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In re Roman Gitlin

Representative Claim

4. A method for efficiently implementing a multi-dimensional interpolation in any number of dimensions, the method comprising implementing processing said interpolation’s third interpolation input as a recursion.

Posture:

Appeal from the United States Patent and Trademark Office, Patent Trial and Appeal Board in No. 12/766,889.

Abstract Idea: Yes

The Federal Circuit confirmed the Patent Trial and Appeal Board’s Step One determination that the claims were “directed to an abstract idea—i.e., a mathematical concept, without an inventive concept.” In explanation, the opinion states:

“[Appellee] cites an encyclopedia to show that interpolation is a mathematical concept . . . [Appellant] does not provide any evidence to the contrary.

The Supreme Court has established that a mathematical concept without more does not constitute patent-eligible subject matter . . . We have previously categorized mathematical algorithms as falling into the abstract-idea category that is ineligible for patent protection under § 101 . . . In the present case, we agree with the Board that representative claim 4 is directed to a mathematical concept.”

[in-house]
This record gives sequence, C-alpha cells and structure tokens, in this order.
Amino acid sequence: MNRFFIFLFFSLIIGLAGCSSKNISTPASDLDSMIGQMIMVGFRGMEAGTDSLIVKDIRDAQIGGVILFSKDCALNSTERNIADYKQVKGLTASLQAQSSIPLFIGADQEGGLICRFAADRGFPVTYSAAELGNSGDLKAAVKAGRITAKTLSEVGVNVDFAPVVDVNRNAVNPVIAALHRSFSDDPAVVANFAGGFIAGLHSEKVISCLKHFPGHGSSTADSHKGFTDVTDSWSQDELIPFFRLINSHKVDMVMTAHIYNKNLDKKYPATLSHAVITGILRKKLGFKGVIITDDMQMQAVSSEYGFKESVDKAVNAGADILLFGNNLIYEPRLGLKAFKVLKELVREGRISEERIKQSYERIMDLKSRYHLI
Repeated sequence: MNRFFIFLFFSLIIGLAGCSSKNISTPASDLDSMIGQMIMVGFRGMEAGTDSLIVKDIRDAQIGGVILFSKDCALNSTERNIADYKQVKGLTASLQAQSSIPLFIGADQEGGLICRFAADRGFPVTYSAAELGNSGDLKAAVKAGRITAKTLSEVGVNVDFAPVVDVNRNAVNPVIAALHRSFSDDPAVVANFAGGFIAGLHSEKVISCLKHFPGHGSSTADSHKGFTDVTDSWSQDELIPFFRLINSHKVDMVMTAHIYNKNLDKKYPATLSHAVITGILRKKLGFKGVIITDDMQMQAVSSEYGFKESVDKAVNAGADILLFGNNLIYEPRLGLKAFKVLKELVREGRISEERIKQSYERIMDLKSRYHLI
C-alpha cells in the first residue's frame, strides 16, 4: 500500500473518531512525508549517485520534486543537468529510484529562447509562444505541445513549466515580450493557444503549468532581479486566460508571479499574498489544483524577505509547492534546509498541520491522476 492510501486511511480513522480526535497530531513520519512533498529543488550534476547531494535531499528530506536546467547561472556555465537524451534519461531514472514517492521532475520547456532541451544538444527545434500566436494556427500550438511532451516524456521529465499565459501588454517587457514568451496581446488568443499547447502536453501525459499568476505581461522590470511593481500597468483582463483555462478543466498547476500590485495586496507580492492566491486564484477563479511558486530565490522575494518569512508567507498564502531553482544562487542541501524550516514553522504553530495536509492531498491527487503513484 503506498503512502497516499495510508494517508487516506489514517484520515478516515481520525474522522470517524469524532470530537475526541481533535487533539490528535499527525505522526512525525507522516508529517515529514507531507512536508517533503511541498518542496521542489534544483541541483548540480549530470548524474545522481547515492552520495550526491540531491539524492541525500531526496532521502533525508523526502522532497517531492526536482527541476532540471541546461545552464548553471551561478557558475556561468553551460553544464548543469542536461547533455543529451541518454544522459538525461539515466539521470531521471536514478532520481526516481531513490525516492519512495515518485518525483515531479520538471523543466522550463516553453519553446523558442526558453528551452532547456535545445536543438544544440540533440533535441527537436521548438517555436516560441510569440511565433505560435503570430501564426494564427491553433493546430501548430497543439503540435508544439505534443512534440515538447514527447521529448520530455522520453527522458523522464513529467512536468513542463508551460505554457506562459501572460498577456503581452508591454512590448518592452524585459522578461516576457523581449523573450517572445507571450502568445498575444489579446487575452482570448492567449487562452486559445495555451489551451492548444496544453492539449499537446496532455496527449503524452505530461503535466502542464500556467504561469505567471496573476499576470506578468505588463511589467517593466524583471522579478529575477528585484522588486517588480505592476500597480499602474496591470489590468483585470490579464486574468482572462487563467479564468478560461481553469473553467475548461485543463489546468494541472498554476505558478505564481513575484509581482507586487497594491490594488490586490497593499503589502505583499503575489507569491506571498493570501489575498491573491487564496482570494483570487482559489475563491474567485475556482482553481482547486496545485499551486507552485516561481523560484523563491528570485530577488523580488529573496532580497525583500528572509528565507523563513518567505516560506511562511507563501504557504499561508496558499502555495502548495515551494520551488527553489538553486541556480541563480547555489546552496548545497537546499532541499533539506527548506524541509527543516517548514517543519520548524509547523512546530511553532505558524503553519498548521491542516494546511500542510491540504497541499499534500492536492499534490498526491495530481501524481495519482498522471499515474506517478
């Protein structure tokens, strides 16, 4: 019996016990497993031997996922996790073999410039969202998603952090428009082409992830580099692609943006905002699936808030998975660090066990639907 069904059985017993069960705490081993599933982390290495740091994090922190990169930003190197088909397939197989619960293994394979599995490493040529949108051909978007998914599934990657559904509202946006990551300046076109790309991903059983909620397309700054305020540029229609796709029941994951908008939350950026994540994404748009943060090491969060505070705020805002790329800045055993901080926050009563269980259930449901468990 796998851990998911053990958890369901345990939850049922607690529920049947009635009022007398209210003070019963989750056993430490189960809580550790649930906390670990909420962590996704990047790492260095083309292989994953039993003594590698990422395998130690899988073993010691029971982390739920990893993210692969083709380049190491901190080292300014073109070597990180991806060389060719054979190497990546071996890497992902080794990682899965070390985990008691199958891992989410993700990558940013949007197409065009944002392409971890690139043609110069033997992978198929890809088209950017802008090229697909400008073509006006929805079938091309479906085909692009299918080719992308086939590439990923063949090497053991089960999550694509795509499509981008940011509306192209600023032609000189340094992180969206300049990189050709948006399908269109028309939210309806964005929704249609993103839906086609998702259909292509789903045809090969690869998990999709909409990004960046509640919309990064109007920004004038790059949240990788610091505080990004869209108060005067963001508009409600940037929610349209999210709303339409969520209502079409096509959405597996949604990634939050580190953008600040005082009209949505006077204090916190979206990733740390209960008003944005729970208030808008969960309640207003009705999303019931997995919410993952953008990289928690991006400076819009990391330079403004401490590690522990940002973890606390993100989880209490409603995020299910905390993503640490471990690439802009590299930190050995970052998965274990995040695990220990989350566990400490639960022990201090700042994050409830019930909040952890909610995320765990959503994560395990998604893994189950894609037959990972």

Something More: No

The Federal Circuit also confirmed the Patent Trial and Appeal Board’s Step Two determination that “any computer implementation amounted to no more than mere instructions to implement the abstract idea on a computer.” In explanation, the opinion states:

“Some of the claims of the ’889 Application specify that the interpolation is processed as a recursion or tail recursion . . . Some claims specify that the interpolation occurs on a grid . . . Other claims specify that the interpolation occurs in ‘a way’ that decreases the amount of processing necessary to perform the interpolation or in a way that is predicated on certain input, but the claims never explain what that ‘way’ is . . . But merely calling for a mathematical concept to be performed more efficiently or with a particular input does not amount to an application of the mathematical concept that is patent-eligible.

Nor would the claims be eligible if the interpolation was merely implemented on a computer, as the specification indicates, without improving the functioning of the computer or system.”